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In Defense of Utilitarianism

March 28, 2011

For this post, I wanted to respond to some of the criticisms of utilitarianism I’ve heard from my peers. Clearly, the central idea of utilitarianism- that it is the net effect of actions that determines their morality- is highly controversial, and for good reason. As someone who finds utilitarianism pretty persuasive myself, however, I thought I should present my response to the most common critiques I’ve heard. Most of these points are quotes from conversations I’ve had; others, I paraphrased.

1) “Utilitarianism has no regard for morals and ethics.”

On the contrary, utilitarianism is an idea about what is moral, and is a type of ethics. Utilitarians argue that the morality of an action is determined by the total amount of good it creates, as measured against the total amount of harm. Saying that utilitarianism has no regard for morals is self-contradictory; what utilitarianism has no regard for is deontology, which is a specific type of moral philosophy (more on that later).

2) “Utilitarians believe ‘As long as it’s good for the majority, who cares about the minority?'”

Utilitarianism is about more than simply helping out the numerically greater number of people. For example, giving $1 to a hundred people by stealing $100 from one person would, assuming there were no other consequences of that action and that everyone valued money equally, be considered a neutral action, not a positive action. However, in reality, allowing that type of behavior would have many more consequences than simply enriching some people and impoverishing others; see the next point.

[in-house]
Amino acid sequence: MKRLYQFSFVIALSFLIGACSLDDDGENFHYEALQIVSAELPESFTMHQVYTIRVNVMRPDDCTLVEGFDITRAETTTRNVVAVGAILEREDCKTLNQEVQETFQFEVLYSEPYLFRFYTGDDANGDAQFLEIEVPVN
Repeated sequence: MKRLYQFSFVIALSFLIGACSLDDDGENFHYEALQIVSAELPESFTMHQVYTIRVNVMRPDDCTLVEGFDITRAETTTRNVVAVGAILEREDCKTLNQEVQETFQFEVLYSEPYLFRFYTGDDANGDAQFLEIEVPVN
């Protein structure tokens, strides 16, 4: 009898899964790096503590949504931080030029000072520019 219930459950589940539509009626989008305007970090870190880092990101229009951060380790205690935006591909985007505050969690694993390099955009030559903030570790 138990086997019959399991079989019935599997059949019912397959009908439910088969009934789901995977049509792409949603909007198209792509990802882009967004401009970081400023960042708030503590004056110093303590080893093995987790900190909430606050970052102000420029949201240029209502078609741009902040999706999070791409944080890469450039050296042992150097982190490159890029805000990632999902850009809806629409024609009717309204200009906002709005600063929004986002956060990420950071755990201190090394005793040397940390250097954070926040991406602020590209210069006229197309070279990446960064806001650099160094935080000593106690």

3) “Utilitarians believe that it’s moral to kill one person in order to save two people.”

This argument is overly simple. At face value, yes, a utilitarian would place the lives of two people over the life of one person, and thus agree that it was moral to kill one person to save two others (perhaps by transplanting his organs). However, many utilitarians would also take into account the long run consequences of creating a society in which it was acceptable to kill someone for their organs. Would violence become common as people fought to protect their kidneys? Would people become to afraid to even leave home? No action takes place in a vacuum, and utilitarianism is fully capable of taking this into account.

4) Utilitarianism is a flawed way of calculating the total benefit to society.

Utilitarianism isn’t a way of calculating the total benefit to society at all. Utilitarianism is simply an argument that we should calculate the total benefit of an action to society in order to determine whether that action is morally correct. This brings us to the final argument…

5) It is impossible to correctly determine the total harms and benefits of an action.

This is undoubtedly true. No one person, even with the most powerful computer, could ever accurately predict all of the outcomes of every action; in this sense, utilitarianism can be said to be ‘flawed.’ Unfortunately, that same ‘flaw’ applies to literally every decision people make. I don’t know if deciding to walk to class will result in me finding a hundred dollar bill on the sidewalk or getting hit by a bus; when Congress passes a law raising the jail time for drug trafficking, it doesn’t know for sure whether this will lower prison populations by deterring drug dealers or raise them by lengthening the individual periods of incarceration. In all these scenarios, we have to use the best information we can, and the same applies to utilitarian philosophers.

Utilitarianism is simply an argument that we should attempt to consider the net effect of any outcome. We make similar calculations every day with limited information; will my total benefit from walking to class be higher than the total harm, or lower? Utilitarians simply want to expand that process to actions concerning society as a whole.

Now, we can all hopefully agree that killing innocent people is wrong. This is a deontological argument; in other words, an argument that the morality of an action is determined by it’s relationship to certain values or precepts.

However, imagine that you now stand in front of eleven innocent people. You’re told that all eleven people will die in exactly one minute. The only way to avoid this is to personally kill person number eleven (who, let’s remember, is going to die anyways if you do nothing). Faced with this decision, and (if you voted yes) remembering your deontological belief that it is wrong to kill innocent people, what do you do?